Note: Click on the image or the link below the image to enlarge the diagram.
To make the process easy to follow, you will want to download and print the Website Planning Process Chart shown in the above flowchart.
Once you have downloaded and printed out the website planning process chart, grab a few sheets of paper and a pen, or whatever you takes notes on, so you can jot down your thoughts and ideas as we take you through the process. Also, make sure that you will not have any distractions for the next 30-45 minutes.
Step 1 – Your Website Goals
Regardless of the kind of website you decide to build, the first step is to define clear goals for your site and make these goals as specific as you can.
Ask the following:
- What kind of web site do you want to build? Is it a business web site, an e-commerce site, a personal blog, or some other kind of website?
- What specific objectives would I like my website to help me achieve?
For example, your main goal could be to:
- Sell products or services online – you may want to build an online web store. Depending on your goals, this could also include purchasing or installing an SSL certificate to create a secure site (i.e. changing your site from ‘http’ to ‘https’), adding a membership area exclusively for your customers, etc.
- Capture new leads – you might want a simple site built with a “squeeze” page (landing page) or a lead generation form where all of your online traffic gets directed towards,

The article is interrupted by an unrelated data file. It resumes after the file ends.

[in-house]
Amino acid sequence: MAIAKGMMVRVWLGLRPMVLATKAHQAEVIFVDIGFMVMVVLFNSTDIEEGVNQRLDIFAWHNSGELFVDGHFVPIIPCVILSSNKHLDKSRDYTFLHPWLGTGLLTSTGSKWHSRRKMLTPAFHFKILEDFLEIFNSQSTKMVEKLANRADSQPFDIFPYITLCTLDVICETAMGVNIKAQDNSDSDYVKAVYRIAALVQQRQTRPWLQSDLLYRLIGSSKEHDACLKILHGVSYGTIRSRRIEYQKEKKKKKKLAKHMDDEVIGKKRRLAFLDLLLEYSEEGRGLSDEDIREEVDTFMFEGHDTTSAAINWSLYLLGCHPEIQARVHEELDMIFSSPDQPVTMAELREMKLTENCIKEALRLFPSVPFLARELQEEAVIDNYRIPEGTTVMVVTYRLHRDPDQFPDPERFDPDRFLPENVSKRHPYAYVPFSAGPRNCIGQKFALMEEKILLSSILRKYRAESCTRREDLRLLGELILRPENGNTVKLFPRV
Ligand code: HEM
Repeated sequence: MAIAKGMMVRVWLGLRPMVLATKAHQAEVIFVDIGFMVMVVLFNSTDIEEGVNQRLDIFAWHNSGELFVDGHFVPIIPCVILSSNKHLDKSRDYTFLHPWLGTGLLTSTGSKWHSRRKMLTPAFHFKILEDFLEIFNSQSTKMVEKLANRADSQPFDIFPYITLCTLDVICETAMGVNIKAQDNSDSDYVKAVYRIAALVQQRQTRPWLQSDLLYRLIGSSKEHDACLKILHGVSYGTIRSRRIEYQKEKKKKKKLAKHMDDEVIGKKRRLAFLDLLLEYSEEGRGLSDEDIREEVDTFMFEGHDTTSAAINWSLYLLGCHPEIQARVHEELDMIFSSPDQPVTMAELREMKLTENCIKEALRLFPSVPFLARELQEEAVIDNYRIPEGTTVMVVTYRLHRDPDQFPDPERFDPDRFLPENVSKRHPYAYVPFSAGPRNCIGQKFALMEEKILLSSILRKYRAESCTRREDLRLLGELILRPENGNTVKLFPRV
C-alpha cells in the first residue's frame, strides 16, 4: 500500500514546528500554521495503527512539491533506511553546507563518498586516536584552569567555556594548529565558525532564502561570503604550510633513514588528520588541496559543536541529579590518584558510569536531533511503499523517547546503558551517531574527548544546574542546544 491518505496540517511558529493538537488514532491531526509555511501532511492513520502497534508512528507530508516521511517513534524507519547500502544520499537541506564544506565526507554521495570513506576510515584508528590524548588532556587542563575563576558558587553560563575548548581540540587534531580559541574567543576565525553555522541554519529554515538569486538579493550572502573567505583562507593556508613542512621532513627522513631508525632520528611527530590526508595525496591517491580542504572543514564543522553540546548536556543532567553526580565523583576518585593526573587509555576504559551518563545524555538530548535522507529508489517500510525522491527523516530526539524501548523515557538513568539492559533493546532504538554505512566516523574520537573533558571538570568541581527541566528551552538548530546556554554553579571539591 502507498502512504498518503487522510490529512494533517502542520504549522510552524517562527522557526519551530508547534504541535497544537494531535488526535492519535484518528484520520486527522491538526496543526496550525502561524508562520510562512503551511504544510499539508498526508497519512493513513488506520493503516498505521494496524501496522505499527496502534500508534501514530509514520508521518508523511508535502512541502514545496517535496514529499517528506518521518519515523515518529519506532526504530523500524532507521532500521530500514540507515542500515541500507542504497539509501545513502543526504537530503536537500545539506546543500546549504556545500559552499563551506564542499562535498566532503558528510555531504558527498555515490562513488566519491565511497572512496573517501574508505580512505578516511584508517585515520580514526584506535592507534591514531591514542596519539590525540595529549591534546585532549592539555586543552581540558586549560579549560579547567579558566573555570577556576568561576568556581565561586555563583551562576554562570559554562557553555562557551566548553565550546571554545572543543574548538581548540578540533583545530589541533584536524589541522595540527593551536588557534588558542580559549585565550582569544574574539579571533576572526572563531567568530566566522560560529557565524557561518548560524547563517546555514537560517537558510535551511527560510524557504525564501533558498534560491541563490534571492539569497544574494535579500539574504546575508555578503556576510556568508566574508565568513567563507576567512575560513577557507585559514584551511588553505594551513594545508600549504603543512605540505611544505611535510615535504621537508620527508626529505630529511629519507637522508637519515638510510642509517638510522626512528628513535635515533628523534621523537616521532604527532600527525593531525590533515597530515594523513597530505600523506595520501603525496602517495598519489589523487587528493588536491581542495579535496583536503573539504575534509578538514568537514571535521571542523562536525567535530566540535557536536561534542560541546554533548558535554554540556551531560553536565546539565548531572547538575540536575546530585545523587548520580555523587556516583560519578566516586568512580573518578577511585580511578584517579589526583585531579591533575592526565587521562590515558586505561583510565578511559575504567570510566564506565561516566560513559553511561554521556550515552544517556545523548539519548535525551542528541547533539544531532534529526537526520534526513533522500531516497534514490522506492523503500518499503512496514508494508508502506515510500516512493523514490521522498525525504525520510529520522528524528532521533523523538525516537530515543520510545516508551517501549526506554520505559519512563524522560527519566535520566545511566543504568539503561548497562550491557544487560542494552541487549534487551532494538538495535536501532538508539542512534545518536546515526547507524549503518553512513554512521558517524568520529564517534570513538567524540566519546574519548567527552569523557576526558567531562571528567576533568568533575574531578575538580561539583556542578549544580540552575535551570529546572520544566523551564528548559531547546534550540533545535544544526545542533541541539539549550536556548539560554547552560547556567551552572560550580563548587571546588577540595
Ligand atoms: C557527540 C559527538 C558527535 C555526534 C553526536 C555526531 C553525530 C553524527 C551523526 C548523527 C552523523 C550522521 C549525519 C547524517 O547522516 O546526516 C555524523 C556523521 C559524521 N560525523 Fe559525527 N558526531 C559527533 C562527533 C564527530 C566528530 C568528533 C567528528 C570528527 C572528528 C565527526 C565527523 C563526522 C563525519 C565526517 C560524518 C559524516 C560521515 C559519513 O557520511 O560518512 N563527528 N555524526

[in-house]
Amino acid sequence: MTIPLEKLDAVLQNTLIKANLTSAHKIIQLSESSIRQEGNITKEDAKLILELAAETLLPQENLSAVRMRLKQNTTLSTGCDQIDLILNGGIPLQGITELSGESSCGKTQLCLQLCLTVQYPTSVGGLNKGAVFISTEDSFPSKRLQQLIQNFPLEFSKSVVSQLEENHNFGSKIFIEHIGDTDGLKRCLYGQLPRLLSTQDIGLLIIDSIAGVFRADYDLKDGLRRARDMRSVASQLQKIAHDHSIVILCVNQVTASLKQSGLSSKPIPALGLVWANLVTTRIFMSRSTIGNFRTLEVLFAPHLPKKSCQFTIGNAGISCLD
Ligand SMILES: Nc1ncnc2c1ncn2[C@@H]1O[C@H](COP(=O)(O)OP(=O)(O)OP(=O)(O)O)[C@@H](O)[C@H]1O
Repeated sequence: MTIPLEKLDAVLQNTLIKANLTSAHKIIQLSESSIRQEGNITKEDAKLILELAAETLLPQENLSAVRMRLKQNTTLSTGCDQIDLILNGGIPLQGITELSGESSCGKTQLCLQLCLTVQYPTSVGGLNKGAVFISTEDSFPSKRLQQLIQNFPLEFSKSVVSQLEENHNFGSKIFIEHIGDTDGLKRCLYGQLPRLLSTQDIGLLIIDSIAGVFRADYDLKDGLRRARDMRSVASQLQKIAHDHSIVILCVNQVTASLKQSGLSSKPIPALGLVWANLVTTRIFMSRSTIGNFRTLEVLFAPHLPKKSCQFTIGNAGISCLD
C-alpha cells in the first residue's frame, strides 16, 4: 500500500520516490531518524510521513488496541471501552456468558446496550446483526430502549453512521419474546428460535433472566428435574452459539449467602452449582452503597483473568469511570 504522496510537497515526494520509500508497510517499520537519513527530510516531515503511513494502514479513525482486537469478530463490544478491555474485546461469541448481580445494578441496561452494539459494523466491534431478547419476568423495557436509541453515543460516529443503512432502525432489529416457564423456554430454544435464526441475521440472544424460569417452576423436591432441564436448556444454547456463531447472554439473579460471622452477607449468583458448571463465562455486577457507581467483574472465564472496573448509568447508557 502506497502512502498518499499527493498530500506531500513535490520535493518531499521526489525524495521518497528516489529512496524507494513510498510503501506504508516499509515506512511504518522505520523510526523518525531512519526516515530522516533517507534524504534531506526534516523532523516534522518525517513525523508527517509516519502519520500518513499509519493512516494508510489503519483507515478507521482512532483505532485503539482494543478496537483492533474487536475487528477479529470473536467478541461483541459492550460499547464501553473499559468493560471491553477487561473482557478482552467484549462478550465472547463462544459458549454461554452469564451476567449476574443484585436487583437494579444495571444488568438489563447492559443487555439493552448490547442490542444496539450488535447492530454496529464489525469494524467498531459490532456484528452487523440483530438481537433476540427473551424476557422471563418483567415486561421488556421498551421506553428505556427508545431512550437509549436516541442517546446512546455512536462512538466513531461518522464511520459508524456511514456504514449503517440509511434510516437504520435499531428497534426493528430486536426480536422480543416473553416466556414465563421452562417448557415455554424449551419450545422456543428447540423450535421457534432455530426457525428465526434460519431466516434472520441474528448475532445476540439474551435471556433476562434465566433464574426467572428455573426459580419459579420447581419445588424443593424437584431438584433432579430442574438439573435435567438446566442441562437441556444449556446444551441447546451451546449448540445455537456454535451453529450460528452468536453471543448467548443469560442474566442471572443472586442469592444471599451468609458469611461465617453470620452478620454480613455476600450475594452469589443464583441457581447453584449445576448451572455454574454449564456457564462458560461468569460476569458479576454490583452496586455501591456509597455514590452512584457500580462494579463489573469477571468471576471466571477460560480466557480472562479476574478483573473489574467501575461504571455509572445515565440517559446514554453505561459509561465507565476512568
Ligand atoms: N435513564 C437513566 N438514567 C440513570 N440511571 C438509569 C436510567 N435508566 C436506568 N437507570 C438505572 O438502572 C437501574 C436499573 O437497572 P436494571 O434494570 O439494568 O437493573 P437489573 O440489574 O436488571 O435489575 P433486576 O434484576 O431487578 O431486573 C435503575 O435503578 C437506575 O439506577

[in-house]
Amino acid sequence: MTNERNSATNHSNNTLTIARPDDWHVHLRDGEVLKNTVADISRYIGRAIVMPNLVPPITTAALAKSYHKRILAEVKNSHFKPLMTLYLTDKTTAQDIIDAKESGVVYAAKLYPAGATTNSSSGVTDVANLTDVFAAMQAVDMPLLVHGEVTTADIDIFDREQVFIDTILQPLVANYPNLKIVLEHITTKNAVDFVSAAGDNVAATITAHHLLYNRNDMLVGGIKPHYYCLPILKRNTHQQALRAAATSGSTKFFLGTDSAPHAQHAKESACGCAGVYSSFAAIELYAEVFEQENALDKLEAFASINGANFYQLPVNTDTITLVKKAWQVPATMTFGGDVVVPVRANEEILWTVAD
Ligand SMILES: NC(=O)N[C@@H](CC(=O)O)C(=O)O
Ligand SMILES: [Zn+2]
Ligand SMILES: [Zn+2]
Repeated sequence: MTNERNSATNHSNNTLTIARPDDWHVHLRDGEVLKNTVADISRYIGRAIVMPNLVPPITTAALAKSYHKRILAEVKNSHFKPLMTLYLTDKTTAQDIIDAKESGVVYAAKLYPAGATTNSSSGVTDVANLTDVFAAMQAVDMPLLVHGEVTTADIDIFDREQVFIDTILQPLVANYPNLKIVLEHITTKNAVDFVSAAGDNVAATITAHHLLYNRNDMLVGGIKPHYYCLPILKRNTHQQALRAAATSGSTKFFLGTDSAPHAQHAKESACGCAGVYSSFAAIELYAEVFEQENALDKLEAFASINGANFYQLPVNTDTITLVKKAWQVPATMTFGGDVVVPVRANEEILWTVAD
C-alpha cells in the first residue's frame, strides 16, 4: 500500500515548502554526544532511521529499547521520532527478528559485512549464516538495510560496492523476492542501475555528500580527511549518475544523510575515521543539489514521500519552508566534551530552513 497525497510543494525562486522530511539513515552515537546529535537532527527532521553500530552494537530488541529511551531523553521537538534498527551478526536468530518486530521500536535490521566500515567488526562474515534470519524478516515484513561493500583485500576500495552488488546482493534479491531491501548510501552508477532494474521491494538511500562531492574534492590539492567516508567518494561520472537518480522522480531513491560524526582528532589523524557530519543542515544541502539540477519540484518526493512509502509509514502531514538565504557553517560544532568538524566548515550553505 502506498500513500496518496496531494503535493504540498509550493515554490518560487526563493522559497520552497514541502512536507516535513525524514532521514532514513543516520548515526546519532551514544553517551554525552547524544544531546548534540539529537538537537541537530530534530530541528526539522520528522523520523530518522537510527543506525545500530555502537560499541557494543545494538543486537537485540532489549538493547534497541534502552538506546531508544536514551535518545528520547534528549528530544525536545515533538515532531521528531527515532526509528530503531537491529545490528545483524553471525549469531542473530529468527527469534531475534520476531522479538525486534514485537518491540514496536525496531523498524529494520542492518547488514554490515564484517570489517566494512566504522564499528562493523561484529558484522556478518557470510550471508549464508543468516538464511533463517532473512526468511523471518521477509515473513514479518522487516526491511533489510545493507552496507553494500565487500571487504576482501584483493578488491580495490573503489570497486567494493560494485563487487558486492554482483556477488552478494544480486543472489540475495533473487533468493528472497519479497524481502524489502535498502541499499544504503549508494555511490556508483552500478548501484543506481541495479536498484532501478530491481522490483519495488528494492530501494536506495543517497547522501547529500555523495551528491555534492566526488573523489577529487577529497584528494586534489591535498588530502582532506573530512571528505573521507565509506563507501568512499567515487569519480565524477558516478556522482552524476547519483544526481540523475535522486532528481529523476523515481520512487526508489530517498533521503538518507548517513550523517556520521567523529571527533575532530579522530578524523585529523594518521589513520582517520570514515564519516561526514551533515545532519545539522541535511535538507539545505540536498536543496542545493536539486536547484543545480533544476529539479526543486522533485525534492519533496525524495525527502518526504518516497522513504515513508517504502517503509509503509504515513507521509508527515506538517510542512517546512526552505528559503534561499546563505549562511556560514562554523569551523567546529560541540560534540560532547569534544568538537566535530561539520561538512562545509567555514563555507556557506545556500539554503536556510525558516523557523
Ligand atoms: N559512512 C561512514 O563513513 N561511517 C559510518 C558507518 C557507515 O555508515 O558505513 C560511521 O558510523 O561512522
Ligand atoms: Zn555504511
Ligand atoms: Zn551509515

- Have a services site that will help build credibility and trust for your brand or professional services, post news, announcements, or information about company events, etc.
- Get more exposure online for your existing business – you may need to build a business blog built on a separate domain, or added to your existing website to provide tips or training information to existing and potential customers, or help grow your authority and expertise in your specific niche.
- Or you may need a combination of the above or something else entirely …
Record whatever goals you want your site to help you achieve on your worksheet, a blank sheet of paper, or wherever you are recording this process.
After you have written your list, go through your list and choose the goal that has overriding importance above all others.
Write this goal down in your flowchart (in “Your Website Goals” section) as “Goal 1“.
Now, review your list and repeat this process to find at least two more goals and record these in your process chart as “Goal 2” and “Goal 3“.
You’ve probably heard the old business saying “you can’t manage what you can’t measure.”
But, what if you already can’t manage?
Building a website is going to to add a ton of additional things you will need to manage.
Your website planning process is an integral aspect of your business marketing planning processes. It’s important, therefore, that you continually refer to your business marketing plan to make sure that you have the resources and capabilities to implement any strategies you set to help you achieve your goals.
So, with this in mind, take a moment to complete the following right now:
After picking at least 1-3 goals and written these on your planning sheet, return to “Goal 1” and ask yourself this question: “how will I measure this goal?”
In other words, how are you going to quantify and review your results? How will you know if your web site is helping your business achieve your goals?